I get that divorce is “sad” because it marks the end of what probably started out as a happy and hopeful union. However, some marriages end for good reasons. For some of us, because of the actions of our spouses, life is better for us post-marriage. We should be allowed to rejoice in our newfound freedom from abuse.

Secondly, I told my story because I believe in the title of these posts. If you’re dealing with spousal infidelity or abandonment by an unbelieving spouse, God does not require that you remain in the marriage. If your spouse demonstrates true brokenness and repentance, then yes, you have the option of forgiving them. But you can leave. Not only that, but God will make you mighty and equip you with what you need to leave.

If you had told me 14 months ago that I’d be where I am today—divorced and happy about it—I’d have asked what your damage was. Yet here I stand. So if your situation is hopeless and desperate, keep on fighting. God sees your pain. He can make you mighty to claim a better life for yourself.

Happy Reformation Day 2014!
This is what my better life is starting to look like. Happy Reformation Day 2014 from IronMan, Rainbow Dash, and Black Widow!



“Tell Me How You’re Mighty” at ChumpLady.com

(Originally posted at Προστάτις)

7 Comments on My Divorce: How God Has Made Me Mighty

  1. Your story is amazing, and beautifully written, and I rejoice for you that you have triumphed over unthinkable anguish and are in a good place now. I hope everyone dealing with such personal tragedy gets to taste triumph like yours. At the same time, I am uncomfortable with the implication that it is /God/ (and not, say, love or grit or good fortune) who has made you mighty. To attribute it to God, and to testify that God can and will do the same for others, seems to imply that if someone else finds herself in a situation as utterly shattering as yours and attempts to do as you have done and does *not* end up with an outcome as positive as yours, then it must have been God who decided to (passively or actively) deny her the deliverance she sought. I fully support your freedom to interpret your life in a way that is meaningful for you, but I’m not sure what to do about the hurt it might cause other people who see themselves in your story up until the end, where apparently God decided to beat them down.

  2. Wow Bridget, life really hit you hard. Thankfully your faith inspired you to keep on moving forward. i have known some people over the years that continue in unfaithful marriages either for lack of self worth or financial ruin. I hope that everything works out for you and your family. -Robert DHS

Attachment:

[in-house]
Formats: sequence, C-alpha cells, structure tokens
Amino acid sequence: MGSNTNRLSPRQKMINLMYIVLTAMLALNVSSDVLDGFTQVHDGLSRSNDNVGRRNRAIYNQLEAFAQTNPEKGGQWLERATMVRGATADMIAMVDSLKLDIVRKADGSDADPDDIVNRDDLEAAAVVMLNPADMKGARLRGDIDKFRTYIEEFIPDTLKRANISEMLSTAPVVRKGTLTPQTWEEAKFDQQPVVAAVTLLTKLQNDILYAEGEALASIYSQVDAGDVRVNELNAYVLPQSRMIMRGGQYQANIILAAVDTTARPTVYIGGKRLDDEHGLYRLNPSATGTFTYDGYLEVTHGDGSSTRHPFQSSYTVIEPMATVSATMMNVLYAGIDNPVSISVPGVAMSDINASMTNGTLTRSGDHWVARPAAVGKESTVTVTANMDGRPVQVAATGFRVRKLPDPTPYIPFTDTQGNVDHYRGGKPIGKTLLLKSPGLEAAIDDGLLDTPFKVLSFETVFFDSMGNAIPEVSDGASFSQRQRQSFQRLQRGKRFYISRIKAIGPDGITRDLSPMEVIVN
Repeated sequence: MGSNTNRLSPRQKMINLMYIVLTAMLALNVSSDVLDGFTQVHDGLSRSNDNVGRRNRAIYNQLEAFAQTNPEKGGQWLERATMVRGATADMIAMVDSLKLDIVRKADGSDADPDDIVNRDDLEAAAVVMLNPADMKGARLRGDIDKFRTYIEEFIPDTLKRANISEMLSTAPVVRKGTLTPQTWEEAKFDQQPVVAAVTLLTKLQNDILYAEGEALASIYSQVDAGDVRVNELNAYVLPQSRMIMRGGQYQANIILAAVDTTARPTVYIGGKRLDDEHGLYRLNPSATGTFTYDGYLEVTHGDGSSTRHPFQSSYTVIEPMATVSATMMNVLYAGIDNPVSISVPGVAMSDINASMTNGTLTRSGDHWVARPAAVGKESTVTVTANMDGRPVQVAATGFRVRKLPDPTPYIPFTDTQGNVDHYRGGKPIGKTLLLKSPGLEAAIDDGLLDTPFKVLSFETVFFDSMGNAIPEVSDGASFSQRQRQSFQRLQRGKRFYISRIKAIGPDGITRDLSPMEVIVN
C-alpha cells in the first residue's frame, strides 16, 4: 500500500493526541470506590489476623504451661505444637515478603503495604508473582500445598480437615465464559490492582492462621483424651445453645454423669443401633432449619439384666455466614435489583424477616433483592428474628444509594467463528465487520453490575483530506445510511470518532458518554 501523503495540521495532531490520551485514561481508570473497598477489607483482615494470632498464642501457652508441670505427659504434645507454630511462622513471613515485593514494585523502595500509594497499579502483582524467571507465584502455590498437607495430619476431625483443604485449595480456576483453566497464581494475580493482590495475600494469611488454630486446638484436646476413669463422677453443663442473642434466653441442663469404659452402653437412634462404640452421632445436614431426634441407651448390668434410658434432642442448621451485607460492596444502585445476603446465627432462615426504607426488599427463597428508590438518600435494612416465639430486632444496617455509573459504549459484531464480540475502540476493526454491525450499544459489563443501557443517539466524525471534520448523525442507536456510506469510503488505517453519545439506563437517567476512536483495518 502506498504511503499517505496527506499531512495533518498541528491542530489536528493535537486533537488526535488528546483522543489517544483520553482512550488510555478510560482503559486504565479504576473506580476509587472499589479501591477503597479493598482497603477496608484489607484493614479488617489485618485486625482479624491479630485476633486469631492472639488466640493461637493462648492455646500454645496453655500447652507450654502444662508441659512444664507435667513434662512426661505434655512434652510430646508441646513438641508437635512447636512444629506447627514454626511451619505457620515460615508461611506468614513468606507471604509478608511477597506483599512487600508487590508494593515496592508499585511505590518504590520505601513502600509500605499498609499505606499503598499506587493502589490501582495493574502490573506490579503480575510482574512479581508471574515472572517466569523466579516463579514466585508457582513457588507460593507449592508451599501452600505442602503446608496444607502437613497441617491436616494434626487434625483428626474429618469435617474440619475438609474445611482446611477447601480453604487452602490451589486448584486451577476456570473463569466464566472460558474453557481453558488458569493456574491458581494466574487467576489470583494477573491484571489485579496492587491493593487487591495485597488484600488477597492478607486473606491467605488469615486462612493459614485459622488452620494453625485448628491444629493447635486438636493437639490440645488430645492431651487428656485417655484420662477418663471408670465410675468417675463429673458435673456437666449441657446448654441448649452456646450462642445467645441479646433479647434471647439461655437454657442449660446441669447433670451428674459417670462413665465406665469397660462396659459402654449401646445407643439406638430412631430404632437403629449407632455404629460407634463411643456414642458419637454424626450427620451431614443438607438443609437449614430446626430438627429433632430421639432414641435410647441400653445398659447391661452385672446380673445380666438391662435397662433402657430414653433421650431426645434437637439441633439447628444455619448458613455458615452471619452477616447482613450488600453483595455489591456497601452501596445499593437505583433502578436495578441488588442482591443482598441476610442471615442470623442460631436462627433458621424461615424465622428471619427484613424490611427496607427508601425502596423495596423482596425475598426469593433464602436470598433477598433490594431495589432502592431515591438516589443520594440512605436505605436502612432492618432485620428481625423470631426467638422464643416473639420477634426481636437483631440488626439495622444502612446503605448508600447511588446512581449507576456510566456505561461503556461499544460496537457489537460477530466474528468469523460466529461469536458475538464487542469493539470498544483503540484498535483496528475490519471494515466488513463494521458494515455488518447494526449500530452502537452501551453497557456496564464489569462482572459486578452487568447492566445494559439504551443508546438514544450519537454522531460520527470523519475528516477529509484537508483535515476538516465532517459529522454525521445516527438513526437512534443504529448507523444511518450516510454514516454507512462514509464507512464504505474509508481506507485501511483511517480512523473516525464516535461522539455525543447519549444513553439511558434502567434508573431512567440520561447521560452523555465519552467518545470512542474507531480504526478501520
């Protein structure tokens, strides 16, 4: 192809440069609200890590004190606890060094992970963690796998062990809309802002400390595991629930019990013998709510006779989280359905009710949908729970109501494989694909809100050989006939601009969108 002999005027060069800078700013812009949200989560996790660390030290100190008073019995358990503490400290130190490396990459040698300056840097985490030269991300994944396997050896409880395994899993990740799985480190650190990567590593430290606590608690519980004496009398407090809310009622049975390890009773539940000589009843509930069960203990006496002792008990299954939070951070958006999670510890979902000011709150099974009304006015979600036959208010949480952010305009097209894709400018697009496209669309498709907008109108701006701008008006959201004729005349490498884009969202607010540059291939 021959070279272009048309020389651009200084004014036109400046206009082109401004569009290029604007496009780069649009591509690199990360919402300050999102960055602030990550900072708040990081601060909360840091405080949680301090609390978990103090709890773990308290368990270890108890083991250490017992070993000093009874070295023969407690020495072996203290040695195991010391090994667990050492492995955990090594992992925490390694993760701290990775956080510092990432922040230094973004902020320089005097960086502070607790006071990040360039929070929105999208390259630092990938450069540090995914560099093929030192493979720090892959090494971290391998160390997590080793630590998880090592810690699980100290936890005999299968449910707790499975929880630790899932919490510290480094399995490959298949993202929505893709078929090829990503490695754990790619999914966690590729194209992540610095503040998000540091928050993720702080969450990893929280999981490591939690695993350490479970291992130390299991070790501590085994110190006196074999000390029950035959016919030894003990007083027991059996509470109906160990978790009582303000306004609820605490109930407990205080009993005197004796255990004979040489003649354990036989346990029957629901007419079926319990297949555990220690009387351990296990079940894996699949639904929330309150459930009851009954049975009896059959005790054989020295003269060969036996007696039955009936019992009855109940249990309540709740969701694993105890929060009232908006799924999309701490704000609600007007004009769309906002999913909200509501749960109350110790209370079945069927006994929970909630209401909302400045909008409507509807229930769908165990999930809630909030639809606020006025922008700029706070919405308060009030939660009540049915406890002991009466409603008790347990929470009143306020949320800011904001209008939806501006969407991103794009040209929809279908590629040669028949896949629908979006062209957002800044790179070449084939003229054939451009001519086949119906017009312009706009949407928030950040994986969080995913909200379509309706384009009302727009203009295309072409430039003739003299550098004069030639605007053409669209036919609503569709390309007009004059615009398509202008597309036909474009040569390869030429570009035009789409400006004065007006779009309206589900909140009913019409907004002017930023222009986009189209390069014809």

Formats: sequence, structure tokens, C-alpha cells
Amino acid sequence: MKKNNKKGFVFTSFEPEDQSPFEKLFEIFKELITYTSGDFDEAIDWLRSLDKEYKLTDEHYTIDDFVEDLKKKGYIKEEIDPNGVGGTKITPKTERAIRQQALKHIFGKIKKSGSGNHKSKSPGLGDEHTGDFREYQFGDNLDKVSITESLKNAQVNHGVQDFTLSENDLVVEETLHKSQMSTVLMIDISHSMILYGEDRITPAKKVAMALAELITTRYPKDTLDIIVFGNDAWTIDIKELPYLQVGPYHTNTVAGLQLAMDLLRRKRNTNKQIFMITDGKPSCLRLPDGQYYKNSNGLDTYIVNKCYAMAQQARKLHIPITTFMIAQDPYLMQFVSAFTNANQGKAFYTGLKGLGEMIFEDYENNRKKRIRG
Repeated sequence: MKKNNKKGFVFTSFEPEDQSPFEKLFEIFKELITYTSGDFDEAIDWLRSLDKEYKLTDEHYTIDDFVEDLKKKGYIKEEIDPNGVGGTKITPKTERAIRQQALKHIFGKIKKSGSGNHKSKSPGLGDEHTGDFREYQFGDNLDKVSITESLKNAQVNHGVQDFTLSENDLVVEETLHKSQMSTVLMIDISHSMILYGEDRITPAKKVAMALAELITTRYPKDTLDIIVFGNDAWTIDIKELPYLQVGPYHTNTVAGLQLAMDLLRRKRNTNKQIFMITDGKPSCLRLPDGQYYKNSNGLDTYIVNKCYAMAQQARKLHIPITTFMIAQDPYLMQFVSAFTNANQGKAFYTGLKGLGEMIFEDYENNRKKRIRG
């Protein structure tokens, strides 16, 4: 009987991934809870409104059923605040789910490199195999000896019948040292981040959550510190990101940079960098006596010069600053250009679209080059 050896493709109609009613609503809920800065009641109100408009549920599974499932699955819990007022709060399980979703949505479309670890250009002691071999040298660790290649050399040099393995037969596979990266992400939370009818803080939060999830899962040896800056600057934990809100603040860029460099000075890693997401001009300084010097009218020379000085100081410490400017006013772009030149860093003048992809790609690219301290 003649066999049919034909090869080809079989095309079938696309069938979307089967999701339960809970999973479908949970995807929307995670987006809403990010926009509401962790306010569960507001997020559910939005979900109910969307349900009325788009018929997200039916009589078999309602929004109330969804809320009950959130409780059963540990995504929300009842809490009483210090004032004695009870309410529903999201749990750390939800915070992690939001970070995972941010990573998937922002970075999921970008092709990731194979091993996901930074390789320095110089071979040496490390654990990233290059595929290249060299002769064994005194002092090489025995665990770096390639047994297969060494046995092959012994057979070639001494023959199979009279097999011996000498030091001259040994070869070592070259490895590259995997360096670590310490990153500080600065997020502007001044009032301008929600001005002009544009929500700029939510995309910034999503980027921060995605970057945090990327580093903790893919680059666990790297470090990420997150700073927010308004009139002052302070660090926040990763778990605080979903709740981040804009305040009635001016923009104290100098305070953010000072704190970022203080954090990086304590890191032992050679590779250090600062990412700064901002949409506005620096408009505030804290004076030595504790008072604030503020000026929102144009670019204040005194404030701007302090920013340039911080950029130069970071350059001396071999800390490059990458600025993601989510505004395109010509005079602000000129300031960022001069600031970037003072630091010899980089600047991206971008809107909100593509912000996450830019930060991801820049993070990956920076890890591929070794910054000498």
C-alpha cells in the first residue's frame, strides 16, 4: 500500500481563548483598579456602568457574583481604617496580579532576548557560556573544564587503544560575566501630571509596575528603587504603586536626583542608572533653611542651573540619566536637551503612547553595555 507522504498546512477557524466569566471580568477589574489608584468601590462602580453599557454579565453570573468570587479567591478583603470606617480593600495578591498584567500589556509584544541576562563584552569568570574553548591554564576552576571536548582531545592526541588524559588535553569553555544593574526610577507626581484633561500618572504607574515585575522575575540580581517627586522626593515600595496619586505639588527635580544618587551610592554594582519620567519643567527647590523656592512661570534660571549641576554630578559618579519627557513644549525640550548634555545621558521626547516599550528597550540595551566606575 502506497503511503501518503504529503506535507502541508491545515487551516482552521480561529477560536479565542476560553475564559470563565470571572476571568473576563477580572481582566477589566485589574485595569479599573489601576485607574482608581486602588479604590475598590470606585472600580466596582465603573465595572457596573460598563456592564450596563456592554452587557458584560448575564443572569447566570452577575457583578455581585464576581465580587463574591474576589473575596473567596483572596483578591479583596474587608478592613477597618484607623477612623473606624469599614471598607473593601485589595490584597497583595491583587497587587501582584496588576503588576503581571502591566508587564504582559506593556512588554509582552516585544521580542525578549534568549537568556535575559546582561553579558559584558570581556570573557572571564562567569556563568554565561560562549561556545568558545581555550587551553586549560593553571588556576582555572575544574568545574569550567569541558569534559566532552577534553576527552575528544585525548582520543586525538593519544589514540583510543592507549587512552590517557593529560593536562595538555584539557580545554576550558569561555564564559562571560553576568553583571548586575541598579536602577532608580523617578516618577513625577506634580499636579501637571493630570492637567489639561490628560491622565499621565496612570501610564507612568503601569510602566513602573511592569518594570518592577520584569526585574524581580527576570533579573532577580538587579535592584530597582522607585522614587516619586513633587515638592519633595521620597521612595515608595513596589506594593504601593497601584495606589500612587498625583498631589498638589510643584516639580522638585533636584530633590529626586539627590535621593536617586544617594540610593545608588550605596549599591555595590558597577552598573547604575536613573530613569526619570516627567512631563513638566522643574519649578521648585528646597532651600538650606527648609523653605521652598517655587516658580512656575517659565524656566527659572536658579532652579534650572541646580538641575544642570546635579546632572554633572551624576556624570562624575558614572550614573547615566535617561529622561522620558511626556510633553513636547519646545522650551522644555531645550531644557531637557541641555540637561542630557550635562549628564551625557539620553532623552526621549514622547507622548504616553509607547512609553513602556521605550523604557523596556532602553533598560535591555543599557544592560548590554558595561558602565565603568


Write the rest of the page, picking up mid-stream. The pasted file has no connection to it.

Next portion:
3. I’ve followed your story for years (since you were at BYU). I’ve since left the LDS church and have had my own crisis. During the time I stopped following your writing and your journey. Just found you again after several years. I am joyful to read that you are well.

    I too was in an interfaith marriage and my interest in your story began because of it. I knew that you were navigating (trying to) a LDS/non LDS union and I was curious about how to do it, and how to do it well. I was also the version of your 1st husband–unfaithful.

    We are still married, I am no longer an active Mormon and have been working at rebuilding myself into a man that is worthy of the woman I married. We are still an interfaith couple since we are at different stages in our individual faith journey…

    Anyways. I am glad I found you again, and I am happy that you are well. Have never met you, yet your writing has been a good friend to me in the past. Thank you for sharing openly your journey.

    • Marty, I remember you! It’s so good to hear from you again.

      If I may speak frankly: I’m sorry to hear that you (like my ex-husband) chose infidelity, but since you can admit that, I’m hopeful that you’re taking the right steps of owning what you did and embracing brokenness and healing. My ex-husband would never leave a comment like yours on a blog; he is not honest with people about why and how we broke up. It’s sad.

      If you don’t mind me asking, where are you in your faith journey now?

      I am re-married and working on a PhD now and hoping to write a lot more in the near future. God is truly good and the God of second chances.

      I appreciate your encouragement and kind words! Thank you for re-connecting. Feel free to e-mail me at jeffries[dot]HR[at]gmail[dot]com if you’d like.

Leave a Reply

Your email address will not be published.